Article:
Scappaticci et al,
12 post-pneumonectomy BPFs within a series of 20 post-resection BPFs, 6 early-onset and 6 late.Case Series Level 4Clinical resolution of BPF and empyema, survivalOf 6 early BPFs, 3 <5mm closed successfully with resolution of associated empyema in one affected patient.

In 3 BPFs >5mm no resolution of BPF or associated empyemas. 2 died, 1 later successfully treated with surgery

In 6 late "small" fistulas, 5 successfully treated endoscopically, 1 progressed to surgery. Overall BPF cure rate 66.7%, empyema cure rate 10% (of 10), survival 83%.
Retrospective series. Bronchoscopic application of methyl-2-cyanoacrylate glue. Criteria for resolution of BPF and empyema not stated. Duration of follow-up not stated. Low cure rate for empyema- 0% in 6 late presentation BPFs.
Kiriyama et al,
6 post-pneumonectomy BPFs within series of 8 post-resection BPFs. 2 with stump recurrence of malignancy, 1 with stump aspergilloma. All fistulae <2mm diameter. Onset from 1-9 months post-operatively. 5 of 6 (83%) had intercostal drain prior to bronchoscopy.Case Series Level 4Clinical resolution of BPF, survival, presence of ongoing clinical pleural space infection.All initially closed with laser therapy, but only 2 without recurrence (33%). Recurrences occurred 3-12 days later.

Follow-up 1.2-108 months. 4 deaths (66%), 3 from recurrent malignancy, 1 from invasive aspergilloma. No pleural space infection in 5 of 6 (83%).
Retrospective case series. Nd:YAG applied to peri-fistula endothelium via the flexible bronchoscope under local anaesthesia and sedation. Authors note that all successes were at higher energy doses (15-20W). Relatively low overall success rate.
Sabanathan and Richardson,
3 postpneumonectomy BPFs, 6 weeks (2 patients) to 32 weeks (1 patient) post-operatively. All with associated empyema, fistula size not stated.Case Series Level 4Resolutionof BPF and empyema, progress to surgery, mortality.Treatment by immediate chest drain, followed by bronchoscopic closure with n-butyl-2-cyanoacrylate glue. Space then irrigated. Follow-up 3months-3 years. No mortality, 2 progressed to omentopexy, all resolved.No mortality and resolution in all cases. However, 2 (66%) went on to open surgery by omentopexy, so the contribution of endoscopic gluing is unclear.


Bronchopleural fistula is a disastrous complication following pneumonectomy, with high morbidity. Incidence after pneumonectomy in a recent series was 12%, and mortality with fistula was 67%[Hollaus, 1997]. Impaired respiratory mechanics, contralateral lung contamination and chronic pleural sepsis all contribute to its poor outcome. Conventional surgical strategies such as thoracoplasty or chest wall fenestration carry significant mortality in themselves, and long-term morbidity with pain and deformity. Reducing the morbidity of therapy with a minimal access approach is therefore appealing. The fistula site is accessible by bronchoscopy and thoracoscopy which may avoid major surgery in these high risk patients may reduce risk. Our search strategy produced reports of several different procedures. They can be broadly categorised as (1) tracheobronchial stenting, (2) occlusion with glue or other materials, and (3) procedures to induce scar tissue formation at the fistula. We decided to exclude from our table series of two cases or less. Case reports of other treatments, including thoracoscopic closure, were excluded on these grounds. The search also identified two recent topic reviews[Ng 1995, Lois]. Endobronchial stenting has been used to isolate fistulas in several case reports, but our search identified only 1 series of more than 2 patients[Han 2004]. The authors used specially-designed covered metal stents (with a blind-ending arm to fit the bronchial stump) in 6 patients. The mortality rate at a mean follow-up of 316 days was 0%, with 67% of patients cured of both fistula and empyema. Patients in this series underwent follow-up CT scan and bronchoscopy to confirm adequate stent placement. This initial study is encouraging, although it is not population-based, making the effect of case-selection hard to quantify. It does however establish the feasibility of the technique in selected patients. Fibrin glue occlusion was used in a large series of 45 post-resection fistulas (40 post-pneumonectomy) <8mm in diameter[Hollaus 1998, Hollaus 1997]. Only 20% of cases were cured with this technique, with resolution of both fistula and empyema. However, the majority had an adverse outcome, with 20% dying as in-patients, 35.6% progressing to surgery and 15.6% left with a chronic empyema. Another series using synthetic glue in 12 postpneumonectomy fistulas had a better fistula resolution rate (66.7%) and survival of 83%, but disappointingly only 10% of empyemas resolved[5]. The authors' impression was that small and late-presentation fistulas responded better to glue, although the numbers were too small for statistical analysis. Sabanathan also used cyanoacrylate glue in 3 patients, with no mortality, but resolution of BPF and empyema was only achieved in 1 patient (33%). The other 2 required open omentopexy. Lastly, reported scar-forming techniques have included the Nd:YAG laser[Kiriyama] and sub-mucosal injection of the vein sclerosant polidocanol [Varoli]. Resolution of BPF ranged from 33%-58%, and mortality from 26%-66%. Both of these techniques involved repeated bronchoscopic interventions in most patients. Other techniques included bronchoscopic submucosal alcohol injection[Takaoka] and thoracoscopic gluing or clipping[Torre]. The pooled mortality in amongst 90 patients reported in these 5 series (including 5 BPFs following lobectomy) is 39.6%. Of 85 postpneumonectomy BPFs reported in these series, 30.1% were cured of both BPF and associated empyema (when present) by bronchoscopic treatment alone. These outcomes could clearly still be improved. Fistula size, time of onset from surgery, bronchial stump length and aetiology of stump failure (e.g. tumour recurrence) vary. It may be that some strategies are useful for specific types of BPF. For example, several authors have suggested that glue and scarring techniques seem better suited to smaller fistulas[Hollaus 1998, Varoli, Scappaticci]. Concentrating on fistula subsets with specific techniques may improve results.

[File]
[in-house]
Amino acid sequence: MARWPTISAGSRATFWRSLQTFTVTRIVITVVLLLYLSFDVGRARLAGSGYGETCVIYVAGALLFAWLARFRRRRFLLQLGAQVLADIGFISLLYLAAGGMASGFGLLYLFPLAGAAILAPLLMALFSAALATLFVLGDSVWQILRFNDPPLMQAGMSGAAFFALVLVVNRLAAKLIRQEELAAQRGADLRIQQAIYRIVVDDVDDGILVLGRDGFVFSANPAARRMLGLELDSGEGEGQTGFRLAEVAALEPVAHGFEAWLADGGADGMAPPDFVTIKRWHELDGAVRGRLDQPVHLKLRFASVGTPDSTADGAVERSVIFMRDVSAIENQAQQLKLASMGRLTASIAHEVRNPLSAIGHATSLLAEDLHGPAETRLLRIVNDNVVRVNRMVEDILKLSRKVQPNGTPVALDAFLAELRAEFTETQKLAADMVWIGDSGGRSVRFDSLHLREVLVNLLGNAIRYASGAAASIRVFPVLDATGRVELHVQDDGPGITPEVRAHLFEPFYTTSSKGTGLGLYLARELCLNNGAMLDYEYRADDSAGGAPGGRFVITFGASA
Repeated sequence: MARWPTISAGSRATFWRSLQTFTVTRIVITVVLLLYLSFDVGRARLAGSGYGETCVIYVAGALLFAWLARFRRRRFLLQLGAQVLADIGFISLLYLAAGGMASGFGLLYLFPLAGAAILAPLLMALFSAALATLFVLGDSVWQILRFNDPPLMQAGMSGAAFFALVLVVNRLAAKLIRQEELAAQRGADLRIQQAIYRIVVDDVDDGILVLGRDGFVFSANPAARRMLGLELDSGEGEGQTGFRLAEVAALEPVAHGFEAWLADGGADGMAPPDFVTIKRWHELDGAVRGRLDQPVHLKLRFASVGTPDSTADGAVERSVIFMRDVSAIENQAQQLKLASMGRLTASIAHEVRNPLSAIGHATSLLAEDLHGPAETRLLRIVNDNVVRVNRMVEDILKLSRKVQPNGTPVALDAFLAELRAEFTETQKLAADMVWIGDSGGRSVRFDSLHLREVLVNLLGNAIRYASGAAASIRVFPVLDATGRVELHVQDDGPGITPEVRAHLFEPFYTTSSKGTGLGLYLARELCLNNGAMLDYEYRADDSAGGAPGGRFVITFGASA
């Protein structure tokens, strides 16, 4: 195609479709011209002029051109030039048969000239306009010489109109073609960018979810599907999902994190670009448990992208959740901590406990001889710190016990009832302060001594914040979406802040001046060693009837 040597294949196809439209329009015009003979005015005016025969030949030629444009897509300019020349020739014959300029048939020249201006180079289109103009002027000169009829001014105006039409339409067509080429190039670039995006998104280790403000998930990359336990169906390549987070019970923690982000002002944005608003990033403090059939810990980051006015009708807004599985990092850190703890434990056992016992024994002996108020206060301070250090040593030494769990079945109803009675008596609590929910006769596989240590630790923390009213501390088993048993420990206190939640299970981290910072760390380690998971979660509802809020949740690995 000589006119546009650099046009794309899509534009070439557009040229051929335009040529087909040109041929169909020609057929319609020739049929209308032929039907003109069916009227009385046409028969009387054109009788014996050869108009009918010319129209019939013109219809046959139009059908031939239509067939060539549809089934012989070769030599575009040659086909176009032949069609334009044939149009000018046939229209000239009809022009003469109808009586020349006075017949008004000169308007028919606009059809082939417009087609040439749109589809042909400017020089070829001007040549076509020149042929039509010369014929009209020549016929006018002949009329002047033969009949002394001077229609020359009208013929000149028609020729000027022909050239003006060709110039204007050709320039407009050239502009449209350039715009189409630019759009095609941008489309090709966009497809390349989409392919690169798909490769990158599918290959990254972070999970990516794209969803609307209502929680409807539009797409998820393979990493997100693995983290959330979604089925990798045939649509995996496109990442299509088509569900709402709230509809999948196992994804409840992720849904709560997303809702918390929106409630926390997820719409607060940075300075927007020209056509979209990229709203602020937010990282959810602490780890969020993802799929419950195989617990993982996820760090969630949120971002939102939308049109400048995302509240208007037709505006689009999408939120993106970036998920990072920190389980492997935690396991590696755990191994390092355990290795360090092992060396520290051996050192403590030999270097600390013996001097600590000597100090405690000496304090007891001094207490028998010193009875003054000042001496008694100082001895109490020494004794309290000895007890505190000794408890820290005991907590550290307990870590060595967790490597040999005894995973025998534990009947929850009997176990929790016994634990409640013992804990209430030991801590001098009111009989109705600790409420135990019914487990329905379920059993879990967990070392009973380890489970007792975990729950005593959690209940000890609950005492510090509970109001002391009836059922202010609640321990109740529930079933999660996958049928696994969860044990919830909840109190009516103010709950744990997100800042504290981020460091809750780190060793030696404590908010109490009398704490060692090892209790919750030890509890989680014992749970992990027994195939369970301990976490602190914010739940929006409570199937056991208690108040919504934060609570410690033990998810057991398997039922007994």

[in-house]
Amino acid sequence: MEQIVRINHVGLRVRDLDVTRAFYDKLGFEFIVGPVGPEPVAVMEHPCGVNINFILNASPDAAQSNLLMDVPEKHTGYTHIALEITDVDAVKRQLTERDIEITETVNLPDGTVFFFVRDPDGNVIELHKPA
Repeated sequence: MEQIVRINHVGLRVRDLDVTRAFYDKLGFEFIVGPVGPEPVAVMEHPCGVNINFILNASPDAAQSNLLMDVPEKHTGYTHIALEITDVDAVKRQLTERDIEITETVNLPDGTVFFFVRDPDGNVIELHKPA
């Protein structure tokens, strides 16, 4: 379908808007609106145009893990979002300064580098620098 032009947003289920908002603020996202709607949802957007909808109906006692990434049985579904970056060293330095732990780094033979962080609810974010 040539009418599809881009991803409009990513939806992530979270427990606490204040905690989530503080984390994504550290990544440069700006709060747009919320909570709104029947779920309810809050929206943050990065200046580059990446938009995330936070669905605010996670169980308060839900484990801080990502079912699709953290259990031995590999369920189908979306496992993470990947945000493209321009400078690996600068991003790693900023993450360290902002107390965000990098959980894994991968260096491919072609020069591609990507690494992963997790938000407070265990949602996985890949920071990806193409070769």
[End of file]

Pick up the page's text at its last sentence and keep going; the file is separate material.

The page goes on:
Clinical Bottom Line

In 85 post-pneumonectomy BPFs there was a 30% cure rate using a range of bronchoscopic techniques. The mortality was 40% reflecting the very high mortality with this complication. Bronchoscopic treatment has so far only been reported in small case series but may in the future offer further treatment options in patients too unwell to undergo re-thoracotomy.


  1. Hollaus PH, Lax F, Janakiev D, Lucciarini P, Katz E, Kreuzer A, Pridun NS. Endoscopic treatment of postoperative bronchopleural fistula: experience with 45 cases. Ann Thorac Surg 1998; 66:923-7.
  2. Varoli F, Roviaro G, Grignani F, Vergani C, Maciocco M, Rebuffat C. Endoscopic treatment of bronchopleural fistulas. Ann Thorac Surg 1998;65:807-9
  3. Han X, Wu G, Li Y, Li M. A novel approach: treatment of bronchial stump fistula with a plugged, bullet-shaped, angled stent. Ann Thorac Surg 2006;81:1867-71.
  4. Scappaticci E, Ardissone F, Ruffini E, Baldi S, Mancuso M. Postoperative bronchopleural fistula: endoscopic closure in 12 patients. Ann Thorac Surg 2000; 69:1629-30.
  5. Kiriyama M, Fujii Y, Yamakawa Y, Fukai I, Yano M, Kaji M, Sasaki H. Endobronchial neodymium:yttrium-aluminum garnet laser for non-invasive closure of small proximal bronchopleural fistula after lung resection. Ann Thorac Surg 2002;73:945-9.
  6. Sabanathan S, Richardson J. Management of postpneumonectomy bronchopleural fistulae. A review. J Cardiovasc Surg 1994;35:449-57
  7. Hollaus PH, Lax F, El-Nashef BB, Hauck HH, Lucciarini P, Pridun NS. Natural history of bronchopleural fistula after pneumonectomy: a review of 96 cases. Ann Thorac Surg 1997;63:1391-7.
  8. Ng CSH, Wan S, Lee TW, Wan IYP, Arifi AA, Yim APC. Post- pneumonectomy empyema: current management strategies. ANZ J Surg 2005;75:597-602.
  9. Lois M, Noppen M. Bronchopleural fistulas: an overview of the problem with special focus on endoscopic management. Chest 2005;128(6):3955-3965.
  10. Takaoka K, Inoue S, Ohira S. Central bronchopleural fistulas closed by bronchoscopic injection of absolute ethanol. Chest 2002:122(1):374-8.
  11. Torre M, Chiesa G, Ravini M, Vercelloni M, Belloni PA. 1987: Endoscopic gluing of bronchopleural fistula. Updated in 1994. Ann Thorac Surg 1994;58(3):901-2.